"A fortnight. We arrived in Baltimore and visited the embassy in Washington before coming here. Of course, I'll be returning soon. I've already extended my trip as long as I could get away with."
How had he missed that she was in the country? He didn't expect that there should have been some new weight to the air around the city, though he still felt like he could hardly breathe when she laughed or brushed hair away from his face. But knowing things was his business, and knowing things about her was a compulsion.
"My grandparents are very anxious that I should come home soon, I think," she went on. "They don't say so, of course, but after last year—"
She stopped and covered her mouth for an instant.
"Were they very angry?"
"No. I thought they would be. They should have been." She shrugged. "But Grandfather merely asked if I'd enjoyed the Spanish Steps, and Grandmama told me how she toured the Colosseum as a girl. But I didn't come here to tell you about my grandparents, Joe!"
She squared her shoulders and walked to the tall narrow window that overlooked the brick wall of the next building. Pigeons would no doubt be dozing along the edge, as they did every evening, but there was nothing that she could possibly find interesting out there.
Joe swallowed the rest of his wine and sat back. He was loath to start asking real questions, lest the magic of her sudden appearance melt away into the early spring night.
"I suppose I should tell you why I did come."
"I certainly wouldn't mind."
"'Life isn't always what one likes', do you remember that? I think you said it to me, that night you found me. Or maybe I only dreamed it."
"I could have. I said a lot of things, not all of them things I like to remember."
Joe thought about it for a moment. He wasn't ashamed of his plan, the one he'd concocted when all he knew of her was a life of privilege and pampering. It had made sense at the time, and would again if by some miracle he were to find himself in the same position.
But it stopped making sense when he thought of the panic on her face in those few seconds when she had recognized him among the press in Rome, before he could reassure her, and again when Irving pretended to take one last snapshot with his hidden camera. When he thought of how swiftly she had masked her reaction so she didn't give anything away to the crowd around them. He was ashamed of it then.
"Maybe I like to think it was a dream, too."
She turned from the window, her skirts swirling around her again with a soft whisper. "Do you?"
"I'm so happy to hear it."
Joe cleared his throat. The cream sauce had been too thick, perhaps. "Is that why you came all this way?"
Anya twisted her hands together. "No."
"Then why have you come?"
"To... I wanted to work with the children's programs; there's so much to be done for them, and— It's time that I take on more responsibility. It's been decided, that is, I've decided that it's time I start thinking about—"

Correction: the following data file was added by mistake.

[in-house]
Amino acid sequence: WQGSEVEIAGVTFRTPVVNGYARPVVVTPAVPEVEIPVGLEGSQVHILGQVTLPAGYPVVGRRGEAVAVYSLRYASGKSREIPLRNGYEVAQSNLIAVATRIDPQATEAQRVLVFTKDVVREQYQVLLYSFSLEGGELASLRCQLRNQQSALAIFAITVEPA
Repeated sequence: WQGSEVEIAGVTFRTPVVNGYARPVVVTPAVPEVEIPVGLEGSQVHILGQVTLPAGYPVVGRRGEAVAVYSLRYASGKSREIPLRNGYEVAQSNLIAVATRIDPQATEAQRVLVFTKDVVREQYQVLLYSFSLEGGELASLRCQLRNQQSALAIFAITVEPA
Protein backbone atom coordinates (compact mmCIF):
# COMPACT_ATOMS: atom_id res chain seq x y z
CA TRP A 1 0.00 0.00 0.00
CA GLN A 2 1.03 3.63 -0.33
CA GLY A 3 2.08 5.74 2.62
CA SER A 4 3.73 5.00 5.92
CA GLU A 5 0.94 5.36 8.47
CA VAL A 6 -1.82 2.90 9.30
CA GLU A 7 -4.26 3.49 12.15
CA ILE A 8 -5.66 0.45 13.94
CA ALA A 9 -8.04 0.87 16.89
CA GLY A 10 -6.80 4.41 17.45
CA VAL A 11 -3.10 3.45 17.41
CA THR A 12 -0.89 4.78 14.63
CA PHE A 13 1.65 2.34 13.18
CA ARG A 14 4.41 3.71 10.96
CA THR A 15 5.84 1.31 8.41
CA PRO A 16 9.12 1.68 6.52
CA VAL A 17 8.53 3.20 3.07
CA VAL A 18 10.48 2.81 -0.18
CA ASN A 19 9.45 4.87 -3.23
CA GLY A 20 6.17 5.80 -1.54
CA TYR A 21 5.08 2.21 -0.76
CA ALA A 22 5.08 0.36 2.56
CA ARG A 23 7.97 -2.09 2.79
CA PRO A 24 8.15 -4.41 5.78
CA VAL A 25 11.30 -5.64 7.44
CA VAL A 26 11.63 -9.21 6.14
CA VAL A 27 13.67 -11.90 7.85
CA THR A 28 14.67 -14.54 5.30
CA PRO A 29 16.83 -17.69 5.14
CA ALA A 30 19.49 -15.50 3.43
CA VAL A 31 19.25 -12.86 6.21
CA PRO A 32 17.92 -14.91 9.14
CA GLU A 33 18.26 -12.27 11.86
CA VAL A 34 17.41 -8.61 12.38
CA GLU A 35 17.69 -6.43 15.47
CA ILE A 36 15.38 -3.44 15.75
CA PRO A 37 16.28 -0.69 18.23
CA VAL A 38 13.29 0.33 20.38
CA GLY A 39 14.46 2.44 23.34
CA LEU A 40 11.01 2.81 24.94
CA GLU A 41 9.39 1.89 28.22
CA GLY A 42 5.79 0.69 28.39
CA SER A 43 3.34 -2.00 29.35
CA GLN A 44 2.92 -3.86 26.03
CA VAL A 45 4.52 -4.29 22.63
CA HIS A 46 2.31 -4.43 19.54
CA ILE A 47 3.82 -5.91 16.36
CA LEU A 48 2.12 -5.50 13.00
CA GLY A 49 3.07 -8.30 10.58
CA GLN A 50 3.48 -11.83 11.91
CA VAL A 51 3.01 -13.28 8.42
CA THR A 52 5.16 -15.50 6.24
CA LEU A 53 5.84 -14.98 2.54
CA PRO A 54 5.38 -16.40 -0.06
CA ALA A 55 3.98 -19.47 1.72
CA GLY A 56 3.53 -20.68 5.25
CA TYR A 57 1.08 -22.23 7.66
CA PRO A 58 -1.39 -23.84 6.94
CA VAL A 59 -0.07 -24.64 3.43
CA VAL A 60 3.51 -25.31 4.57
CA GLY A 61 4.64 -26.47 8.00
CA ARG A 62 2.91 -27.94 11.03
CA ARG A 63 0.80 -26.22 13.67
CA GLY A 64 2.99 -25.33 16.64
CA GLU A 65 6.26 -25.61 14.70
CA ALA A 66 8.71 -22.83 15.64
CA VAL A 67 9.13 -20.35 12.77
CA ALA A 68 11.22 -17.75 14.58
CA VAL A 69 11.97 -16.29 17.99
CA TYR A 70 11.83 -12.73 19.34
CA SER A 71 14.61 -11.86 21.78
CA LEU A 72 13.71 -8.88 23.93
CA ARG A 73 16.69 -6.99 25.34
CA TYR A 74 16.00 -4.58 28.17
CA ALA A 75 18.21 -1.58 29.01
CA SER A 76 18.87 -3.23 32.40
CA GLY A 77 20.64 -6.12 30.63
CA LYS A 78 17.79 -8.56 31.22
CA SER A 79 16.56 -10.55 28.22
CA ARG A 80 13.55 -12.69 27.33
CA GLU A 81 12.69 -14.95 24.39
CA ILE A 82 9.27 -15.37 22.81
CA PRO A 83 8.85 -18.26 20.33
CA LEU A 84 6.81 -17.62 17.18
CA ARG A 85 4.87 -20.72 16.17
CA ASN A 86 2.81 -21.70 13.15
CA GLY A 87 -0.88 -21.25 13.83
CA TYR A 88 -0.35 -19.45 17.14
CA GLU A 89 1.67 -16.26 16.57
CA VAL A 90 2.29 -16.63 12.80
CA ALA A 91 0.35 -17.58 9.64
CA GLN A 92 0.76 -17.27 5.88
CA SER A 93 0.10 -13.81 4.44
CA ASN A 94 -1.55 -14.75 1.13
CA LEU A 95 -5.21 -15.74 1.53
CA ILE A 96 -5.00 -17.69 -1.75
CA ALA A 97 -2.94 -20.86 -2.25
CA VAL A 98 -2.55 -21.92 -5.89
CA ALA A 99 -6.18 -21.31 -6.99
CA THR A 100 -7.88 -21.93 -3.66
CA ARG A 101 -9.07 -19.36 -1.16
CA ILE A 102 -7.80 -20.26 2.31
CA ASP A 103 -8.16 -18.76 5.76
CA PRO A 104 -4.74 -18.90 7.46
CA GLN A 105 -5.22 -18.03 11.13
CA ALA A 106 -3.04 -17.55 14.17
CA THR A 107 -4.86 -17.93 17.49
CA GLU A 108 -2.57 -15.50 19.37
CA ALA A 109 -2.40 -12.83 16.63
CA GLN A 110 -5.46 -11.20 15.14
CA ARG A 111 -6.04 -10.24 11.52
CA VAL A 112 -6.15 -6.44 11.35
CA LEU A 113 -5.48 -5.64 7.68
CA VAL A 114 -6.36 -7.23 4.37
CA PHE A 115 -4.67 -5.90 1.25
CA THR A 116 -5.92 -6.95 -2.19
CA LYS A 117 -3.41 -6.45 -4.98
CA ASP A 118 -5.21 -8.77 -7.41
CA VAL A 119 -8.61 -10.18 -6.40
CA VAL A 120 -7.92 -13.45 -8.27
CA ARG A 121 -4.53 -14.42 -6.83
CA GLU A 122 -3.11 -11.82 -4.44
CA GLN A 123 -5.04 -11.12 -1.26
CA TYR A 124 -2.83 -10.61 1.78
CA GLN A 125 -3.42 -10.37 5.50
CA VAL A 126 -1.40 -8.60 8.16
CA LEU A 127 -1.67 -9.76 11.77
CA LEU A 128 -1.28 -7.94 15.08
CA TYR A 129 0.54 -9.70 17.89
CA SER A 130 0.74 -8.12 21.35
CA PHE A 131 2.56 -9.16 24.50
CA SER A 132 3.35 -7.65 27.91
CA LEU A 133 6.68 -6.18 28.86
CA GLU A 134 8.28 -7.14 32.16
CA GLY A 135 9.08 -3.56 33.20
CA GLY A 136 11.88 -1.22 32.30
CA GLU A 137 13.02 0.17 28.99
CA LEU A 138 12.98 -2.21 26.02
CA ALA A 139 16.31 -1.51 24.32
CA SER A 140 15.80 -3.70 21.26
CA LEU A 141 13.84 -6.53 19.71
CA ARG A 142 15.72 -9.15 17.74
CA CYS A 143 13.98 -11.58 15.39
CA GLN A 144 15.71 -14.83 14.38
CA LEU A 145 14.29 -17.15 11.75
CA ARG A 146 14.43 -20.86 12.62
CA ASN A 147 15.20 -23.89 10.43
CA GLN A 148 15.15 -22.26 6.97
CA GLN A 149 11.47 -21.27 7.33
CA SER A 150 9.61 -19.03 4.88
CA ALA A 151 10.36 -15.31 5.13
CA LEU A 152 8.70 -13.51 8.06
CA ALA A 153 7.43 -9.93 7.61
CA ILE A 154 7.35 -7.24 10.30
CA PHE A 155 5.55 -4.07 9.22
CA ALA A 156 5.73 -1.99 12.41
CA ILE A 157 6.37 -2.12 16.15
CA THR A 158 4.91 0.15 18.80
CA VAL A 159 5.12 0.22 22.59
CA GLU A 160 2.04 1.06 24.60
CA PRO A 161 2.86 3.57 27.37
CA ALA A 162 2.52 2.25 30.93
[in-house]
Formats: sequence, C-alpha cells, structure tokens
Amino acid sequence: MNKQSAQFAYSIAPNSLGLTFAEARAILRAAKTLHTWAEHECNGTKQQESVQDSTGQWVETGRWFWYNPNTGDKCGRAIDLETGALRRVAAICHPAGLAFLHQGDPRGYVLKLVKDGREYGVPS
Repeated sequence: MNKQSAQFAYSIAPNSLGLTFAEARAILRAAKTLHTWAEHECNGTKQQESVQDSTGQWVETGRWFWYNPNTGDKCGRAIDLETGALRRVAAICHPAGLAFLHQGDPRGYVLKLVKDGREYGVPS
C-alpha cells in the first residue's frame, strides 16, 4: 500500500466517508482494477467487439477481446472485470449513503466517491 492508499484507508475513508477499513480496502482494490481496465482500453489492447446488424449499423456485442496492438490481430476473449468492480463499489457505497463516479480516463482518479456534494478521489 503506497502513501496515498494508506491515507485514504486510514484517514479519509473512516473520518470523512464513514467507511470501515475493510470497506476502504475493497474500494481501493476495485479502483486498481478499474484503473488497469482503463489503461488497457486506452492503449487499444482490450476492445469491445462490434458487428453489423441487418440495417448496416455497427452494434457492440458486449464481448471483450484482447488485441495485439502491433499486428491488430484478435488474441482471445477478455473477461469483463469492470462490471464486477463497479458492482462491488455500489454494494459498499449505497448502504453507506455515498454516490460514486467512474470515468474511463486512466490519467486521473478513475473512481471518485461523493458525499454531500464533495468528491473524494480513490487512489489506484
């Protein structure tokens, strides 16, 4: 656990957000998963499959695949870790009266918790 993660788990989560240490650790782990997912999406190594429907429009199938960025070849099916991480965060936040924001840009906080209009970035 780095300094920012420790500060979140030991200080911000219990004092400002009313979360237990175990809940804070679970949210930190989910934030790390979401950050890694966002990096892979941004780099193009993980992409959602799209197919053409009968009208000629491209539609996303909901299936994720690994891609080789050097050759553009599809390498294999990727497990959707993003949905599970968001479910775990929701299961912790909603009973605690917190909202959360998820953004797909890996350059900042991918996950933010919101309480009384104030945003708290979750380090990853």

She stood her ground when Joe suddenly rose from his chair and towered over her. "No," he said, letting his voice turn serious, just a bit. "Not why are you here in America. Why are you here, in Brooklyn? I thought your kind didn't venture across the river."
He grinned. "Troublemakers."
"Oh!" He barely felt the hit she aimed at his upper arm. "If you must know, I came to repay you."
"Repay me? For what?"
"For the loan. I tried to repay you before I left Rome—Via Margutta, fifty-one, remember? I had the Countess make time in my schedule especially for that. But you weren't there, and your landlord didn't know where you'd gone."
Right into the nearest bottle was where he'd gone, along with Irving until Francesca had dragged them both back out again. That was hardly what Anya needed to hear, though.
"In any case, here." She reached into a pocket cleverly concealed in the folds of her skirt and pulled out a crumpled thousand-lira note. "It's about a dollar-fifty, I believe?"
"Or thereabouts. Thank you."
"So now I'm no longer in your debt, Joe Bradley."
"Were you ever?"
"Well, clearly I was. I travelled all this way to pay you back."
Somewhere in the building, someone was playing a piano, something sweet and lively. The sun sent its last rays to spill through the windows and turn the room a soft gold. Anya's cheeks were pink, with embarrassment or amusement, her lips still reddened from the wine. Joe couldn't stop his hand from reaching out to stroke the side of her face.
"All this way, for a dollar-fifty?"
She reached up and took his hand in hers. "I'll concede that perhaps it wasn't the only reason."
"It is an awfully long way to force a man to have dinner with you."
"Were you forced?"
"A little. How does one refuse a princess royal?"
"With great difficulty, surely."
"I have little doubt."
She looked away for a moment, tucking a stray curl behind her ear with her free hand. "It's rather a large apartment for just one man, isn't it?"
"Perhaps a little."
"Were you planning to fill it any time soon?"
He wasn't, but couldn't deny the idea grew more attractive the older he was.
"I hadn't thought much about it," he said.
"It's a lovely home," she said again, "but do you think you could be happy here?"
"Perhaps, in time...." He turned their hands so he could squeeze hers and moved close enough that the light perfume she wore tickled his nose. "I think perhaps I could. And you? Do you have an opinion on the matter?"
She moved into his arms without prompting, tilting her head back to look him directly in the eye.
"I have many opinions on many matters, Joe Bradley. I'd much rather demonstrate them, if you don't mind. Even... even if it takes a lifetime!"
It was tremendously difficult to refuse a princess royal, Joe learned.